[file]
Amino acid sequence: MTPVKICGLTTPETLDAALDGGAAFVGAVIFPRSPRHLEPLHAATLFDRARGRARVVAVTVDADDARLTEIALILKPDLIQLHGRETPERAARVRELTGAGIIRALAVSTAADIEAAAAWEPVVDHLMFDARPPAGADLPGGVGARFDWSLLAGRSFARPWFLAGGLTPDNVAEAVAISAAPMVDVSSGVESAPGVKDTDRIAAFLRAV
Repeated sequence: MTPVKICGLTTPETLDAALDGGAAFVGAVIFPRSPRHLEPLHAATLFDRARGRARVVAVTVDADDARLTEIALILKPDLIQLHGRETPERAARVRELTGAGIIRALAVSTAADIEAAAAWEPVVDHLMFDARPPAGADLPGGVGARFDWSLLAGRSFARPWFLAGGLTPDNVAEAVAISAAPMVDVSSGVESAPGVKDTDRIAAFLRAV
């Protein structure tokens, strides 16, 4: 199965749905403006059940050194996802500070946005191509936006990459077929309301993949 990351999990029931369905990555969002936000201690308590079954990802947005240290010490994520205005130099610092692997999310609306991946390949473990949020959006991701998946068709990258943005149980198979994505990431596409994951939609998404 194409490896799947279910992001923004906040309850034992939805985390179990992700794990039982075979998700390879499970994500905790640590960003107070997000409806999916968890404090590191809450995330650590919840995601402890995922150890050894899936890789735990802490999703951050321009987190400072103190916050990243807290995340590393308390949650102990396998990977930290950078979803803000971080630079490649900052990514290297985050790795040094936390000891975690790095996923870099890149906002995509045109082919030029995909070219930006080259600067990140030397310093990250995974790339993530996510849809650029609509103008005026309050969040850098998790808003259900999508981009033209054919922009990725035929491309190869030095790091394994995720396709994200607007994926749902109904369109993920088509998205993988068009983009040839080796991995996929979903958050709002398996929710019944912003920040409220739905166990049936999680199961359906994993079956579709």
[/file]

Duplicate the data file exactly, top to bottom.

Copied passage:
Amino acid sequence: MTPVKICGLTTPETLDAALDGGAAFVGAVIFPRSPRHLEPLHAATLFDRARGRARVVAVTVDADDARLTEIALILKPDLIQLHGRETPERAARVRELTGAGIIRALAVSTAADIEAAAAWEPVVDHLMFDARPPAGADLPGGVGARFDWSLLAGRSFARPWFLAGGLTPDNVAEAVAISAAPMVDVSSGVESAPGVKDTDRIAAFLRAV
Repeated sequence: MTPVKICGLTTPETLDAALDGGAAFVGAVIFPRSPRHLEPLHAATLFDRARGRARVVAVTVDADDARLTEIALILKPDLIQLHGRETPERAARVRELTGAGIIRALAVSTAADIEAAAAWEPVVDHLMFDARPPAGADLPGGVGARFDWSLLAGRSFARPWFLAGGLTPDNVAEAVAISAAPMVDVSSGVESAPGVKDTDRIAAFLRAV
């Protein structure tokens, strides 16, 4: 199965749905403006059940050194996802500070946005191509936006990459077929309301993949 990351999990029931369905990555969002936000201690308590079954990802947005240290010490994520205005130099610092692997999310609306991946390949473990949020959006991701998946068709990258943005149980198979994505990431596409994951939609998404 194409490896799947279910992001923004906040309850034992939805985390179990992700794990039982075979998700390879499970994500905790640590960003107070997000409806999916968890404090590191809450995330650590919840995601402890995922150890050894899936890789735990802490999703951050321009987190400072103190916050990243807290995340590393308390949650102990396998990977930290950078979803803000971080630079490649900052990514290297985050790795040094936390000891975690790095996923870099890149906002995509045109082919030029995909070219930006080259600067990140030397310093990250995974790339993530996510849809650029609509103008005026309050969040850098998790808003259900999508981009033209054919922009990725035929491309190869030095790091394994995720396709994200607007994926749902109904369109993920088509998205993988068009983009040839080796991995996929979903958050709002398996929710019944912003920040409220739905166990049936999680199961359906994993079956579709």